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LDS artists on the cover of <i>Rolling Stone</i>?

For the first time, the cover of Rolling Stone magazine will feature an unsigned band, and two of the bands in the running have LDS members. Fictionist, from Provo, Utah, and The Steelwells, from Fullerton, Calif., are among the 16 bands battling in Rolling Stone’s "Do You Wanna Be a Rock & Roll Star” contest. The winning band, determined by the quality and quantity of public ratings, receives a spot on the cover of August 16 Rolling Stone and a recording contract from Atlantic Records.

Last year, both local bands played for Atlantic Records, impressing the company with their honest and fresh folk/jazz/indie rock blend. The record company later recommended both five-man bands for the contest. Stuart Maxfield, lead singer of Fictionist since their 2008 debut, said, “A few months ago, we just got a call out of the blue asking if the contest was something we would be interested in. We decided it would be cool!”

Even if the bands do not win the coveted cover, the opportunity gives them great exposure and experience. “For me, I think the most exciting thing is it is facilitating a lot more writing for me,” Maxfield said.  “When you have a lot more people to play for, you have an opportunity to make more music. So that has been really cool reaching out and connecting to more people and letting them listen to our music and our art.”

The Steelwells, who have been around for two years, also mentioned the increase in song writing. Yet despite the contest, the band’s inspiration remains the same. What is The Steelwells’s primary inspiration? “My personal life,” said lead singer Joey Winter. “It has always been that way. It is my interpretation of the things around me. A lot of it is looking inside myself and questioning things that I do and say and think and see. I like to be able to share part of myself as well as make a social commentary on things that I find interesting.”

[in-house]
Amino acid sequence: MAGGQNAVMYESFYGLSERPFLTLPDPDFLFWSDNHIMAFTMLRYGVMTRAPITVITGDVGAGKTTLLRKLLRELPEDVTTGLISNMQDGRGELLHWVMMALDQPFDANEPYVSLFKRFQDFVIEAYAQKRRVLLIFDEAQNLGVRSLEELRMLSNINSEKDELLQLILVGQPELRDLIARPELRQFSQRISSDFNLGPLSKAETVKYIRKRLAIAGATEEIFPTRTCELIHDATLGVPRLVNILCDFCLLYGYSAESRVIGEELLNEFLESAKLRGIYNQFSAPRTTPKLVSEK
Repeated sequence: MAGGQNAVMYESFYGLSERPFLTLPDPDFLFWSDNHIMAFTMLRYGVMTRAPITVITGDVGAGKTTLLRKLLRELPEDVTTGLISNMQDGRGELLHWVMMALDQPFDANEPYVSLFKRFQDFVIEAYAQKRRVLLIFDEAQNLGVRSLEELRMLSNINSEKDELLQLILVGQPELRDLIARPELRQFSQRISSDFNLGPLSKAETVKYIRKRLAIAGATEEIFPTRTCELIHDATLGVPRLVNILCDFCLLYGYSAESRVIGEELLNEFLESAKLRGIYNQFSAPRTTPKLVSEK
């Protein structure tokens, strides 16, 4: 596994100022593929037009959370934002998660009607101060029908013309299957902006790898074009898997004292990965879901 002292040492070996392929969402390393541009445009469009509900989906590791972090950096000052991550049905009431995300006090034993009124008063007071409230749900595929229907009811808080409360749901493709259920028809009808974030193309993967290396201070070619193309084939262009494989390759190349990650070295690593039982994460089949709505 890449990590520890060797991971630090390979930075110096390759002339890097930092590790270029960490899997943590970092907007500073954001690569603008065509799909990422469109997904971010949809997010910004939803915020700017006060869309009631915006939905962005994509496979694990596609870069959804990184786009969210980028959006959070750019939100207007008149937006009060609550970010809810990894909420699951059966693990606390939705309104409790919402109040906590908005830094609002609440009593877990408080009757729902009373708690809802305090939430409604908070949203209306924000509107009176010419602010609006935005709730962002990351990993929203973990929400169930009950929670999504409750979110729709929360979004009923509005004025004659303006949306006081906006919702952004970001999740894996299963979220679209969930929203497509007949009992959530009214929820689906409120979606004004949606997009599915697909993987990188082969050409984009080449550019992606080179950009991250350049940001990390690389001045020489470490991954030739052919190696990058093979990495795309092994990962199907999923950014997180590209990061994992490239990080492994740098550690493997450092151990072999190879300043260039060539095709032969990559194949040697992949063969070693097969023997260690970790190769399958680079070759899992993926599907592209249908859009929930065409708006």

Regarding his inspiration, Maxfield of Fictionist said, “I think there is inspiration for great songs all around us. I think the challenge is to be aware of the inspiring things that are on your doorstep verses having to search for them in faraway places. For all these new songs, I have tried to let them grow out of really quiet, mundane things that I find new ways of looking at. I think really good songs come from people taking the ordinary and making the extraordinary out of it.”

During this contest, both bands are focusing on upping their game. “Really, the live performance is one of the hardest things to do as a band, and if you can nail it, that is when you really succeed,” Maxfield said.

“What we are trying to do right now is keep our heads on,” Winter said. “It is important to us that our vision of the band is put across correctly and people understand who we are. It would destroy what we are if we felt like we had compromised what the band was all about. ...There is sincerity from everyone involved. We are who we are and that is not going away.”

LDS artists in the rock music industry are often sensationalized and face challenges that threaten their personal views and standards. “Outside of Utah, we are a bit of a novelty, and I get all sorts of things,” Maxfield said. “But I try not to think too much about it. Really, what I am out to do is write beautiful songs that connect with people. I am not trying to be preachy, but at the same time, I don’t try to avoid gospel topics in my songs or anything like that. …So when people listen to them, if they sound like they are religious, it is what it is. If they sound like they aren’t, it is what it is. I am not trying to be anything but honest, to be genuine.”

Also LDS, Winter said, “Sometimes it isn’t easy; there are certainly things I have to come to terms with within myself. There are people on both sides who don’t understand certain things, outside the Church and inside the Church. It is a matter of: do you know who you are? Personally? If you do, then you are fine. … It is not for the faint of heart! You have to know why you are doing it. It is not an easy place to be, but it is worth it.”

To support Fictionist and The Steelwells, visit the Rolling Stone website at  to check out the bands and vote. The eight bands that advance to round two will be posted March 16.

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